COMPOSER SPOTLIGHT: Jessie Downs

Unlike composers from the classical canon – whose music is contextualized by a greater body of works – when hearing a new opera, it is important to learn about the individual and emergent voice of the composer in question. For this week’s post, we asked one of Jessie Downs’s frequent collaborators – pianist Jonathon Vogtle – to give an overview of her work for the audience of The Second Sight. He writes:

Jessie Down’s compositional style focuses on taking a specific image – [such as a] Van Gogh painting… and invoking the minutiae of that image as accurately as possible in sound.

“Jessie Down’s compositional style focuses on taking a specific image – be it a Van Gogh painting, a babbling brook, or a pack of fireflies emerging at twilight – and invoking the minutiae of that image as accurately as possible in sound. For example, in her Van Gogh-inspired vocal ensemble piece “castings of Light,” Ms. Downs not only captures the mood and shapes of the painting View of Saint Marie, but allows the listener to see each irregular, curving line that makes up its background. In the wind band piece “Dismal Harmony, she does not stop at evoking the motions of the Dismal Brook’s water currents; instead she invites the audience to perceive every stone off of which the water ricochets, and every insect that congregates along its path. When she imitates a music-box – a recurrent sonic image in her output – the listener can both hear its haunting tune, and feel the metal pins being pulled across the tines of the cylinder.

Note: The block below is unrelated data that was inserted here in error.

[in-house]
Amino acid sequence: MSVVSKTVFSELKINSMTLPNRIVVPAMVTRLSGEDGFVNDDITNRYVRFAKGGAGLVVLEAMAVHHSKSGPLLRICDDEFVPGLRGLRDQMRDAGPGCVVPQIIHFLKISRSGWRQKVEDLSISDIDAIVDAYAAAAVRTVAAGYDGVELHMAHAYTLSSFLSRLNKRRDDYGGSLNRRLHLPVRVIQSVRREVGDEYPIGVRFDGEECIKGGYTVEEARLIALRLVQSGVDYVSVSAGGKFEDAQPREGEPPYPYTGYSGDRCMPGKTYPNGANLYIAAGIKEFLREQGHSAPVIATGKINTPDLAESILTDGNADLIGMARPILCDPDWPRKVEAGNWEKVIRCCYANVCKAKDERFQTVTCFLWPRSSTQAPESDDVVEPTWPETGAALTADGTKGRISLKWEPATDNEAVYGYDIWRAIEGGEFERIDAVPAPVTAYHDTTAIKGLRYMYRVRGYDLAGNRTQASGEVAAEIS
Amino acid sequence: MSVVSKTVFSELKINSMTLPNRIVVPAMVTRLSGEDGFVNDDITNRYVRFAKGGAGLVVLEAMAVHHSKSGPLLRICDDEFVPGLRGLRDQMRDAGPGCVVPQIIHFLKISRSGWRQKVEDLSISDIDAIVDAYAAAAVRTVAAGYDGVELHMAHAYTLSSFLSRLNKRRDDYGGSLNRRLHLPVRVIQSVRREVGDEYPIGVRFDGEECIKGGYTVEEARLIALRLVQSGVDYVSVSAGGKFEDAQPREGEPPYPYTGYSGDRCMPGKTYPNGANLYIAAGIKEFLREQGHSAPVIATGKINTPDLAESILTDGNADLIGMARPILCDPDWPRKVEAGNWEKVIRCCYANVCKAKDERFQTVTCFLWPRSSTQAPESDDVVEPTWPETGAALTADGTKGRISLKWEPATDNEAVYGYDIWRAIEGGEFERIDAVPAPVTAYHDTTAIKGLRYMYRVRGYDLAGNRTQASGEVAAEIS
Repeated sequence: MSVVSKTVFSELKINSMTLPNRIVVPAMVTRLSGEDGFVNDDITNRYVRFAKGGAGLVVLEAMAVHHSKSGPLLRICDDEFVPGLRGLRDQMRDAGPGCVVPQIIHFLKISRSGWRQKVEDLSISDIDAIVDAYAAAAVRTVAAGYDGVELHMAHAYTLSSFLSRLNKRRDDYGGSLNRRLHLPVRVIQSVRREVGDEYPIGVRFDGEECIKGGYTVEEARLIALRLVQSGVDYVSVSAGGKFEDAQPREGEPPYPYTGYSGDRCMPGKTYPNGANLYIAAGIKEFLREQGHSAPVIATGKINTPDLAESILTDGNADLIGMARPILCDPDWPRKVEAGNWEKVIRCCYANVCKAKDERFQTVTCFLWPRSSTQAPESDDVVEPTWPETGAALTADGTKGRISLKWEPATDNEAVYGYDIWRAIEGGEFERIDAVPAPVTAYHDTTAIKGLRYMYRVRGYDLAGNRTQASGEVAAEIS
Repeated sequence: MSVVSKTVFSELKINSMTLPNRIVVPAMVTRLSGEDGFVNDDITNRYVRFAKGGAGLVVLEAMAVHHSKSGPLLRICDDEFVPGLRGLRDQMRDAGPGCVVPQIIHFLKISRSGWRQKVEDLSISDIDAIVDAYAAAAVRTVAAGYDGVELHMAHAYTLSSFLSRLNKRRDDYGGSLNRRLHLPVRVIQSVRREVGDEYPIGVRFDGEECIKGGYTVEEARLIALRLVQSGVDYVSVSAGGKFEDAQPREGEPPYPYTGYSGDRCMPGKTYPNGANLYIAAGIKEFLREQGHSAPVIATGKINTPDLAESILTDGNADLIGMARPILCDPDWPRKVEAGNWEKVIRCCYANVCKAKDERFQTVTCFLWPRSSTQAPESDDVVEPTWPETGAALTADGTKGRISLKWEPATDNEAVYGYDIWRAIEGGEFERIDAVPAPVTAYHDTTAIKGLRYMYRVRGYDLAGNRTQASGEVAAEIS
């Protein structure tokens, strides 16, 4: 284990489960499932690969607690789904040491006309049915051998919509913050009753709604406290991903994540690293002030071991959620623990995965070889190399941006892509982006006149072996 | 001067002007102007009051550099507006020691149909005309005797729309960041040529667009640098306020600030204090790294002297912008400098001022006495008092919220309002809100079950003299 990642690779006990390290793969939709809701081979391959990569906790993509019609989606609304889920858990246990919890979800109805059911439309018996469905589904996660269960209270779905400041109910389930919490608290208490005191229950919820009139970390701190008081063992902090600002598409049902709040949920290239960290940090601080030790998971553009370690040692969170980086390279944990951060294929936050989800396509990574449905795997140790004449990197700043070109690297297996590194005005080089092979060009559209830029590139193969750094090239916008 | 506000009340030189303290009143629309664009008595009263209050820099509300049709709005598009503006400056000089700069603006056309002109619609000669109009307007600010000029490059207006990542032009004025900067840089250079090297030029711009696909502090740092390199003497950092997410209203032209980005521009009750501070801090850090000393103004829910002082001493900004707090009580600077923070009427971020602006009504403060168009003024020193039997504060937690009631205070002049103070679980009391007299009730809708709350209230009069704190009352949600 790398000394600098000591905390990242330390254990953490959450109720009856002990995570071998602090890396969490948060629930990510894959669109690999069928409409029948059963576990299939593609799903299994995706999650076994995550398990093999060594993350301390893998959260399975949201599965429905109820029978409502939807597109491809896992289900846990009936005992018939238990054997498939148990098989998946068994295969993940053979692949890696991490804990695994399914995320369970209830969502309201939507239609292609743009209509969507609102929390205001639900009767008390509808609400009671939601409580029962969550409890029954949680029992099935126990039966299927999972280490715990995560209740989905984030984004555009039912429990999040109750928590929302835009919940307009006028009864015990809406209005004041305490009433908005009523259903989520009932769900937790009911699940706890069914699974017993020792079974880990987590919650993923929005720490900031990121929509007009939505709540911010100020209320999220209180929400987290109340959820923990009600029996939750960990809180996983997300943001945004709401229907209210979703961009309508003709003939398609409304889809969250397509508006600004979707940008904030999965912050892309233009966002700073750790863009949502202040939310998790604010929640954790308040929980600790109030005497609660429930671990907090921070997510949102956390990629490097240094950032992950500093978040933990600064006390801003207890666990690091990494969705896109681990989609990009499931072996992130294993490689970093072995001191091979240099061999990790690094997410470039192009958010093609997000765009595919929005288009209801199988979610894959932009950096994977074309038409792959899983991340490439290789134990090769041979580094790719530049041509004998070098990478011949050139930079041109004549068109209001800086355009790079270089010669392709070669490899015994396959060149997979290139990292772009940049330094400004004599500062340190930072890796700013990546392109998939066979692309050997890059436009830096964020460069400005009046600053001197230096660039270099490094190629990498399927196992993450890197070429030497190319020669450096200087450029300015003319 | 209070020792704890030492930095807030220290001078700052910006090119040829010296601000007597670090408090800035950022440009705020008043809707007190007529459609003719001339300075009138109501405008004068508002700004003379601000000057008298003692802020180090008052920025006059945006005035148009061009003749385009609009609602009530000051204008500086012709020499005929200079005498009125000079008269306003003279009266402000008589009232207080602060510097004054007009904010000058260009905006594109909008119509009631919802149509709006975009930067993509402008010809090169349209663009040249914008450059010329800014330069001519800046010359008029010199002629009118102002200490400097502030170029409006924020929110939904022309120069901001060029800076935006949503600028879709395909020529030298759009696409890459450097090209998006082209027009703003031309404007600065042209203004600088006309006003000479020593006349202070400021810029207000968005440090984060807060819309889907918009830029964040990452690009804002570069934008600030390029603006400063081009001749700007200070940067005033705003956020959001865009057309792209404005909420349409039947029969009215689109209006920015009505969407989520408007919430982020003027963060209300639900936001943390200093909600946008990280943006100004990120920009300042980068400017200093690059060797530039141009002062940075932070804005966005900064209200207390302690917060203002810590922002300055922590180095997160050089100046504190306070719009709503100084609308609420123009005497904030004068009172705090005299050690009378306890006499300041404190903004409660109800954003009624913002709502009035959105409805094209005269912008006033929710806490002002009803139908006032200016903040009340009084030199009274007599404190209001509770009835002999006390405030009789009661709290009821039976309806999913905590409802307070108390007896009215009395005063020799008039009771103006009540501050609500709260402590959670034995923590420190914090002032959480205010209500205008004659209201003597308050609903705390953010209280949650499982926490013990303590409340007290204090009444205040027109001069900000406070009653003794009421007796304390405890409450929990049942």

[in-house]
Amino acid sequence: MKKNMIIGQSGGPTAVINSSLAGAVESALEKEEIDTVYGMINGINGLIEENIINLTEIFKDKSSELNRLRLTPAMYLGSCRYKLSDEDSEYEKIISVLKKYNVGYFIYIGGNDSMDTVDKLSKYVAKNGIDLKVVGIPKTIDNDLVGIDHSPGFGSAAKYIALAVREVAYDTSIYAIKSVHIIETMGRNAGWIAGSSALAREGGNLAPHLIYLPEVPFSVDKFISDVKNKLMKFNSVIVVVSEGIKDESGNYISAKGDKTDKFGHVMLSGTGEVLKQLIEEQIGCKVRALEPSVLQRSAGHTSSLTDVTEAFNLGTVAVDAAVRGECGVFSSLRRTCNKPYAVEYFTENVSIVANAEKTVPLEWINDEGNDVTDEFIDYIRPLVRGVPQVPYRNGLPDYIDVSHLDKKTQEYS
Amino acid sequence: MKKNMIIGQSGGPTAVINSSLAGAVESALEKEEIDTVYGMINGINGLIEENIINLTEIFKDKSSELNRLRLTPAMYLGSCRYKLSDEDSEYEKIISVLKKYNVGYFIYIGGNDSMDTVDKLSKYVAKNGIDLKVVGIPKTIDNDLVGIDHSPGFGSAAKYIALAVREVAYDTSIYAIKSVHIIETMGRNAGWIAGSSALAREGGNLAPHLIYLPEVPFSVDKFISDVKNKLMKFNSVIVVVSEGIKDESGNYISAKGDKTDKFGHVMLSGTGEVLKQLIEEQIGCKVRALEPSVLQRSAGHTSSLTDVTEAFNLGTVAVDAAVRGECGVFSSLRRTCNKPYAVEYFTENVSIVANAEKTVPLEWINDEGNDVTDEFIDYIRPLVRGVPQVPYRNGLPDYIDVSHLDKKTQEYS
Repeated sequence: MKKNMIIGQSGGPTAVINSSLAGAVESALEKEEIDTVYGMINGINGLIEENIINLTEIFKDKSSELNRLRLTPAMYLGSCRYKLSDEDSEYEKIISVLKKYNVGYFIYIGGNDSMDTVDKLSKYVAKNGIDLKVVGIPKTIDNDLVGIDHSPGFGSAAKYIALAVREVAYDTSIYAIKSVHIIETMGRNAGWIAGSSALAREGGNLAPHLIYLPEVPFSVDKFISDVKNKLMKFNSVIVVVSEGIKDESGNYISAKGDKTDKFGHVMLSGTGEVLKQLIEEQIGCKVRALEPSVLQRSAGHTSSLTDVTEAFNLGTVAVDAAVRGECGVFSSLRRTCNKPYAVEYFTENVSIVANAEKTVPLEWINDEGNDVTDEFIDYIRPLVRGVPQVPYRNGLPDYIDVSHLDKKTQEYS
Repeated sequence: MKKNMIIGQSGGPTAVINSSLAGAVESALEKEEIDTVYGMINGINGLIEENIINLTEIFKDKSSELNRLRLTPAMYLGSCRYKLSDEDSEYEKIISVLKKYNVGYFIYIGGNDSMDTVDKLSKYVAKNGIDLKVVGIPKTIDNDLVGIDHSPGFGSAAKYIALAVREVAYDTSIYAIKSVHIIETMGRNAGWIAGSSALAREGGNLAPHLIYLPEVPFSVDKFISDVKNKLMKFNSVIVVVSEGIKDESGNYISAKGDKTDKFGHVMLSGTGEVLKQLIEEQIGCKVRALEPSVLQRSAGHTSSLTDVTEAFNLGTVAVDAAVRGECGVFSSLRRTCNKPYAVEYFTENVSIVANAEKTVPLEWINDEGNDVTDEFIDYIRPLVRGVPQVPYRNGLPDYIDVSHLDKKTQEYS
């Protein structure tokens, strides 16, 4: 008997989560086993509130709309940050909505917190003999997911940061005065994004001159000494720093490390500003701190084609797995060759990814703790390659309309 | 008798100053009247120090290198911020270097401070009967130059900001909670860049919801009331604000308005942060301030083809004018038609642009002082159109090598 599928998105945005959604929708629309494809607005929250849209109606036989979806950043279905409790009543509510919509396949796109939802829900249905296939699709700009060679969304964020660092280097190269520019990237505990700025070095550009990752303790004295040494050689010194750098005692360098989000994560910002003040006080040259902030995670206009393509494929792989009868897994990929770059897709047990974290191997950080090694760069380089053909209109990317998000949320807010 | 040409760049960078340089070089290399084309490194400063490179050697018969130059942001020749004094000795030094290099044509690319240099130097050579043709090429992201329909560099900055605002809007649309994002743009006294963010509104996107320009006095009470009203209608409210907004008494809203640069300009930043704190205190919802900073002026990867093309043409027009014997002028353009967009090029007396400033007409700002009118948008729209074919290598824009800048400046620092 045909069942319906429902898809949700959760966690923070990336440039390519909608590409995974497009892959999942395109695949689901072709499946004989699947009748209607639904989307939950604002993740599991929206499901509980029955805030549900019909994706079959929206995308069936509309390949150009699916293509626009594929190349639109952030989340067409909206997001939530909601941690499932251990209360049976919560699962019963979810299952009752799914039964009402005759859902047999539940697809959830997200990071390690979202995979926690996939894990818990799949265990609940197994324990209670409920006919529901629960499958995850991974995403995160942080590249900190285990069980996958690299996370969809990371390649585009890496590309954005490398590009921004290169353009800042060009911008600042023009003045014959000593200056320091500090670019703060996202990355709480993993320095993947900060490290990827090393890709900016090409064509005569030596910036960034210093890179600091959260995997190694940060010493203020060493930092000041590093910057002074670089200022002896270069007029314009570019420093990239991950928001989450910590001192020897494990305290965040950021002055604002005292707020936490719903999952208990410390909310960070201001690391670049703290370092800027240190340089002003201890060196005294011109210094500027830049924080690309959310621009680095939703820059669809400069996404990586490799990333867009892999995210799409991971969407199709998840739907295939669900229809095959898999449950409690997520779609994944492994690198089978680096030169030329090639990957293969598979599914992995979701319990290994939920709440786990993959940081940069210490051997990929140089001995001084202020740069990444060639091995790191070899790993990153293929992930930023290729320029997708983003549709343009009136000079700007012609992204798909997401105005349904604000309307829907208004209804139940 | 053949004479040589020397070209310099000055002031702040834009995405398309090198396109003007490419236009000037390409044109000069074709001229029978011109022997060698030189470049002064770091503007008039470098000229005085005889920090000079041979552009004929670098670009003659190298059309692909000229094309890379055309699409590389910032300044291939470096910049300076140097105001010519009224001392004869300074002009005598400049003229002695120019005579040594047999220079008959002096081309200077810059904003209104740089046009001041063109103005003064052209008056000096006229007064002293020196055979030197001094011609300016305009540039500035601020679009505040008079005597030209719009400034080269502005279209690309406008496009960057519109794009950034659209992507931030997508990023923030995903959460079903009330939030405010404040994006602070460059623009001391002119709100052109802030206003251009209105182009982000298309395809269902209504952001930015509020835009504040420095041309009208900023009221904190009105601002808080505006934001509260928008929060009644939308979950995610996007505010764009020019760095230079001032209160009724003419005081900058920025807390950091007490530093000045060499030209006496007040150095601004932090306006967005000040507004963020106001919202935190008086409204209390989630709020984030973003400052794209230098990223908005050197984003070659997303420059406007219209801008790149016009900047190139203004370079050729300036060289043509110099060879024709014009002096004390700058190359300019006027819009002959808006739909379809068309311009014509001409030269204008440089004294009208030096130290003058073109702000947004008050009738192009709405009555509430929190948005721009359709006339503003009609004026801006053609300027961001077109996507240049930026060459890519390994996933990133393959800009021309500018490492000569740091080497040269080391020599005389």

In the wind band piece “Dismal Harmony, she does not stop at evoking the motions of the Dismal Brook’s water currents; instead she invites the audience to perceive every stone off of which the water ricochets

To accomplish all this, Ms. Down’s music makes ample use of extended technique and atypical instrumentation: microtonally sung phonemes, tea infusers struck with serving utensils, felt tipped guitar picks pulled over piano strings. Perhaps more important than this, however, is the creation of a sense of space; Ms. Down’s compositions are built to give each pitch time to appear, sustain, influence the harmonics around it, and then gradually dissipate. The end result is music that physically surrounds the listener, not with amorphous, formless shapes, but with the images that it hopes to reflect. The music is not avant-garde for the sake of novelty; it is meant to create richly detailed acoustic art.

Ms. Down’s compositions are built to give each pitch time to appear, sustain, influence the harmonics around it, and then gradually dissipate.

The question arises – How can one create that level of intimacy in a large-scale work like an opera? It would certainly require precise knowledge of vocal mechanics, different styles of singing, and the operatic canon. Fortunately, Ms. Downs’s experience as a soprano and vocal pedagogue would suggest that she is up to the task, and that the audience of her first opera The Second Sight is in for a treat.

Listen to Jonathon playing a solo piano piece based on the final scene of The Second Sight at the link below, and come out to see the opera’s premiere this June!

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